TALLAHASSEE – Gov. Rick Scott signed Senate Bill 102 June 24, which creates the Aaron Cohen Life Protection Act relating to leaving the scene of an accident.
This bill increases the punishment for leaving the scene of a crash resulting in serious injury to a person. It imposes a mandatory minimum term for imprisonment of four years for a driver convicted of leaving the scene of a crash resulting in the death of a person. It increases the mandatory minimum term of imprisonment from two to four years for a driver convicted of leaving the scene of a crash resulting in the death of a person while driving under the influence. Finally, the bill imposes a minimum driver license revocation period of at least three years.
“The hearts and prayers of Ann and I go out to the Cohen family, and it’s in Aaron’s name that we hope to further protect Florida families with Senate Bill 102, which will create the Aaron Cohen Life Protection Act,” Scott said a news release. “No one should have to suffer the loss of a loved one due to reckless driving, and with this important law, we’ll be more effective in protecting families.”
Patty Cohen, widow of Aaron Cohen, said, “The entire Cohen family and I are extremely thankful that Governor Scott will be signing the Aaron Cohen Life Protection Act into law. We are hopeful that out of our family’s tragedy, we have made a big step towards safer roads and a safer community for our children. While nothing will bring Aaron back, it gives us comfort to know that the change we have made may prevent other families from suffering as ours did. We are incredibly honored to have this very important law in his name.”
Aaron Cohen died after a hit-and-run crash in 2012 on Rickenbacker Causeway, which connects Miami to nearby barrier islands.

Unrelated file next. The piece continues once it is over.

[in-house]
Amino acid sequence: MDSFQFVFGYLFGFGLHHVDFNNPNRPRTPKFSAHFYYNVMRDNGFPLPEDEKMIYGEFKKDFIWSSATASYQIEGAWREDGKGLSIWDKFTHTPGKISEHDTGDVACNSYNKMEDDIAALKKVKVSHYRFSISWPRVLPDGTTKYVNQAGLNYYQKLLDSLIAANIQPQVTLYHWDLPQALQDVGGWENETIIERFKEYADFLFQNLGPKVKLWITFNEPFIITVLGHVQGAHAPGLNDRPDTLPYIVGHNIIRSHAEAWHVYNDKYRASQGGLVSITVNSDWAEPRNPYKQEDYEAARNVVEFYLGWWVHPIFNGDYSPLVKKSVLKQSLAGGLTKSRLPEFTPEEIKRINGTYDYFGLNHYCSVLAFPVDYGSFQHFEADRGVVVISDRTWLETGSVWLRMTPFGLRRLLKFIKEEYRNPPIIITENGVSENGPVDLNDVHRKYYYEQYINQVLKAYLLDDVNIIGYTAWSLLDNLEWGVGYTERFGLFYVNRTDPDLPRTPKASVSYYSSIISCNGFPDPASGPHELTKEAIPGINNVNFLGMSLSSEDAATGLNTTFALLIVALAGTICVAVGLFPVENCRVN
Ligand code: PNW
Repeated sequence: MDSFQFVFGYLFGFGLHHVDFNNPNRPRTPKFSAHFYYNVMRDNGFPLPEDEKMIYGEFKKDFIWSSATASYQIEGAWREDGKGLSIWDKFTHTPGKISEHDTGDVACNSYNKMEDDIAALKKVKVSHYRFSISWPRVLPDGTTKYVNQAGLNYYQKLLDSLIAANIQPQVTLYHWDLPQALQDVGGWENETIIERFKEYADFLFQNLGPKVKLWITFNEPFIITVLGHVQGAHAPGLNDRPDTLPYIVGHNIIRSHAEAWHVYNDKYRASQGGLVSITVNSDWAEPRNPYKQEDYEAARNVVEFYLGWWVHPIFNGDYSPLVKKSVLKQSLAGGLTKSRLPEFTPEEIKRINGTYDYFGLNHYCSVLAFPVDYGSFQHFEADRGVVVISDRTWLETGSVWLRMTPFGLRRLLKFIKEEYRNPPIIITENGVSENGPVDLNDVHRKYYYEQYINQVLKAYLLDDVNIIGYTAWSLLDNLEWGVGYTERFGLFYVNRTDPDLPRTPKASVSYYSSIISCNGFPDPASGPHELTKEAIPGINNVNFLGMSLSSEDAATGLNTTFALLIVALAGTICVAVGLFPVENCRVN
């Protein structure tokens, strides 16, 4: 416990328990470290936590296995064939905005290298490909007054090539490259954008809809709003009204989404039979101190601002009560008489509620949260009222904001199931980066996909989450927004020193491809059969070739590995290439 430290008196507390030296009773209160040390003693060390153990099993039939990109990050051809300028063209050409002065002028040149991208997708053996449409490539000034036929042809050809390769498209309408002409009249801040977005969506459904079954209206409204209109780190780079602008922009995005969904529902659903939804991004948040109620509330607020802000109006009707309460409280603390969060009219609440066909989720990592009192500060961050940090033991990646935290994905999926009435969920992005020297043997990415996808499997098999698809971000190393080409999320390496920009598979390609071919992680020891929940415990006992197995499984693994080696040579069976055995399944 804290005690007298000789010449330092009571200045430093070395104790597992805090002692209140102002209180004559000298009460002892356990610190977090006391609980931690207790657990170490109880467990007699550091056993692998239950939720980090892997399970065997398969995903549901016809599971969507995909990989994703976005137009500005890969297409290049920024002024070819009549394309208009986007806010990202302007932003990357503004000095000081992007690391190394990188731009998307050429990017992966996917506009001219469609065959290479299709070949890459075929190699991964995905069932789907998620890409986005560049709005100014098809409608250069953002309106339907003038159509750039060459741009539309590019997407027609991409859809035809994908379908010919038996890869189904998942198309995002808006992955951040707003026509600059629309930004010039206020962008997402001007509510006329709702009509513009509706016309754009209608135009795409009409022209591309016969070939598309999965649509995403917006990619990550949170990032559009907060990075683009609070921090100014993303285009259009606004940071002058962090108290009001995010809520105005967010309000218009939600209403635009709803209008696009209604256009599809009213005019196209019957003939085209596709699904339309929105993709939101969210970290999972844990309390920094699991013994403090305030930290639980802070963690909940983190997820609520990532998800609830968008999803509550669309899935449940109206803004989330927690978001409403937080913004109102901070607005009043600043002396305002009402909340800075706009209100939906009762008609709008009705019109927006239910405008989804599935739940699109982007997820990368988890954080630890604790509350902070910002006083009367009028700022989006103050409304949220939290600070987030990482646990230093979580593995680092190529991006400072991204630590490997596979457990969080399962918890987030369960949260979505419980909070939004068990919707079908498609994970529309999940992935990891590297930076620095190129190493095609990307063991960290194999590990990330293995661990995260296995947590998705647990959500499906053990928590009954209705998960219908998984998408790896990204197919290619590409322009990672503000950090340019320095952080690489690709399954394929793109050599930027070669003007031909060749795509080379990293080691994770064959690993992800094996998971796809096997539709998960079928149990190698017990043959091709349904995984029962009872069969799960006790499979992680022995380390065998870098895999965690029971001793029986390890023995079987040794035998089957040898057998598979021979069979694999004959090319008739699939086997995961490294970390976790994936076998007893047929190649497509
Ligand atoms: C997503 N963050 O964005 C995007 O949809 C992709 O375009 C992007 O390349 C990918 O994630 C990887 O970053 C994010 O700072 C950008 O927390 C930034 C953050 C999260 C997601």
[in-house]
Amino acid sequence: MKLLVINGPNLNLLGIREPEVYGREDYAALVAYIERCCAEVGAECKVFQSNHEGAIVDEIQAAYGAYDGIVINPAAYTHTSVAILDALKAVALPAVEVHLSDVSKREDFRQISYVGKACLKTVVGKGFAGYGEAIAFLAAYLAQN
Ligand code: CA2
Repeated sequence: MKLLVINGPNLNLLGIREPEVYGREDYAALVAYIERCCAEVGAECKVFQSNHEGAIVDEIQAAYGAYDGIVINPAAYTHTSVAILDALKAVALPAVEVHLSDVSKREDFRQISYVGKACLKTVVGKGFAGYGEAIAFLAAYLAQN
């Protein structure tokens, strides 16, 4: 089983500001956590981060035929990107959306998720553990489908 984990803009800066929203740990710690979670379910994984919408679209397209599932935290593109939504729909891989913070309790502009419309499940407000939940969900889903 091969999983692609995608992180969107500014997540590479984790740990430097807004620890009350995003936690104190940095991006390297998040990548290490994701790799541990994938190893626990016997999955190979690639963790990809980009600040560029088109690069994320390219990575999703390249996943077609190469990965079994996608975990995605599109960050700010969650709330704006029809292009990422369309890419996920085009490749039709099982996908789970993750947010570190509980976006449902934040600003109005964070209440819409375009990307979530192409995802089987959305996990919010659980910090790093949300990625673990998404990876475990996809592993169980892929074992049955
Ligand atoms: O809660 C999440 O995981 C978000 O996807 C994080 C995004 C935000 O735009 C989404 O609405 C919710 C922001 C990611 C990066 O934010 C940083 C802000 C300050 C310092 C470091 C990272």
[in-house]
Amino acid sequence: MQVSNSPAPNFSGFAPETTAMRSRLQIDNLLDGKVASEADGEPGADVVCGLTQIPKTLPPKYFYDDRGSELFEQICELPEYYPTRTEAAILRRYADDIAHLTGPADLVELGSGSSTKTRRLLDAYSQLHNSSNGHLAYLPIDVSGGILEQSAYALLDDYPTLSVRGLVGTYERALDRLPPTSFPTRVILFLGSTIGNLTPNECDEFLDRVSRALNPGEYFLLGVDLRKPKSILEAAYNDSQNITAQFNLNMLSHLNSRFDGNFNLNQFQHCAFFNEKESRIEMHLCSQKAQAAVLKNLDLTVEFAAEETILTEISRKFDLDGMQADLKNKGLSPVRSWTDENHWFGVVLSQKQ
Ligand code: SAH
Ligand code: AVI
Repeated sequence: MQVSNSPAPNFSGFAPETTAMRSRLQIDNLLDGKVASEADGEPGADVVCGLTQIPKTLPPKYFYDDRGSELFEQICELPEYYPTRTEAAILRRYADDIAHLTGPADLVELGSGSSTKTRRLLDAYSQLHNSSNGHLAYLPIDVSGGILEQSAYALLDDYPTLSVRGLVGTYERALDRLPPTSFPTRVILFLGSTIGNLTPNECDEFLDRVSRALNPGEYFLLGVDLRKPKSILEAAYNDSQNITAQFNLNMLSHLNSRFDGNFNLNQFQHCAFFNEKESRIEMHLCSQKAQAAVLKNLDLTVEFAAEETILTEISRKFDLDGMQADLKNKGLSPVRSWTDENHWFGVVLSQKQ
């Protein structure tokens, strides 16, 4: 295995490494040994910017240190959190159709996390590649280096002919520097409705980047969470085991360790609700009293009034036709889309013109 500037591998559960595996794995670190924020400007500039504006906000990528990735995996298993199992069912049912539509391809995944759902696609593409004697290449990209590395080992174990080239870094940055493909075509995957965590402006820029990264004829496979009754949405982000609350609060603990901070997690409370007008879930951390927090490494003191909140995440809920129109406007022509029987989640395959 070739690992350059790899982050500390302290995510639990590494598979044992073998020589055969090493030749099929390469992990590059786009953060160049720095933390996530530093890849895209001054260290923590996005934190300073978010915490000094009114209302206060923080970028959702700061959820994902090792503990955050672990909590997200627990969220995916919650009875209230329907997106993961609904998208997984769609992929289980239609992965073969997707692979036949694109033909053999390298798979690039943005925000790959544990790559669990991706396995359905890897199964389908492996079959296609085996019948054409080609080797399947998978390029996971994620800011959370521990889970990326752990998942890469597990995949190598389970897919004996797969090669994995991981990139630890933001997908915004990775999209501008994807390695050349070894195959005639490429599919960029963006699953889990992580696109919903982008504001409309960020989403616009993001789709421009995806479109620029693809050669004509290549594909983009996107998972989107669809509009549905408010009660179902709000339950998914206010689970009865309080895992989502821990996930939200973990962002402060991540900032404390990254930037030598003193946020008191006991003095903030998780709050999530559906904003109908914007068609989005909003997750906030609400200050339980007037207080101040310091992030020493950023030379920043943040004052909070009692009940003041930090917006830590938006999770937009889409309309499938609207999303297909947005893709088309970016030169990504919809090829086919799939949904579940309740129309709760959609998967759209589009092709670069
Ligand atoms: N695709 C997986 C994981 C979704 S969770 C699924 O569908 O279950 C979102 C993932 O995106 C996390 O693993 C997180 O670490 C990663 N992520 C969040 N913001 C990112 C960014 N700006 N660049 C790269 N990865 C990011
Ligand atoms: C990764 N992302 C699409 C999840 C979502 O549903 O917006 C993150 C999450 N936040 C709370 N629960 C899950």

Sen. Jeff Brandes, R-St. Petersburg, said, “As we share the road with bike riders and runners they deserve to feel safe. This bill eliminates the incentive for motorists to leave the scene of an accident, and I thank Governor Scott for his support in helping to protect victims of this terrible crime.”
Cohen was riding a bike at the time of the crash.
Tim Bustos, executive director of the Florida Bicycle Association said, "For too long now, Florida has had one of the highest bicycle and pedestrian crash rates in the nation, and an inordinate number of these crashes involve motorists that leave the scene of a crash without rendering aid or assistance. We are hopeful this new legislation will act as a deterrent for motorists who may otherwise leave the scene after causing a crash, and will act as an incentive to stay at the scene.”
Scott also signed HB 225 June 24, which revises child restraint requirements to increase the safety of children passengers in motor vehicles.
Current law requires every motor vehicle operator in Florida use a crash-tested, federally approved child restraint device for children 3 years or younger. HB 225 extends current requirements to include children 4 and 5 years old.
“As a father and grandfather, I know how important it is to make the safety of Florida’s children a top priority,” Scott said in a press release. “With this initiative, we are working to ensure our children travel safely and remain protected on the road. We will continue to do all we can to keep every Floridian safe, so they can enjoy everything our great state has to offer with their loved ones.”
Several local legislators added their support to the governor’s action.
“Governor Scott has proven his dedication to Florida families once again by signing this bill into law,” said Sen. Jack Latvala, R-Clearwater. “HB 225 will foster great changes to keep our young children safe and secure as they travel in our state.”
“As a father of three, the safety of my kids on the road is my top priority, said Sen. Jeff Brandes, R-St. Petersburg. “This legislation is about common sense safety standards, and I thank Governor Scott for signing it into law to protect Florida’s children.”
Representative Ed Hooper said, “My fellow legislators and I stand with the Governor in his support and signing of HB225 to strengthen safety regulations for our children,” said Rep. Ed Hooper, R-Clearwater. “It is crucial that our children are protected with the proper restraint devices so they can travel without harm.”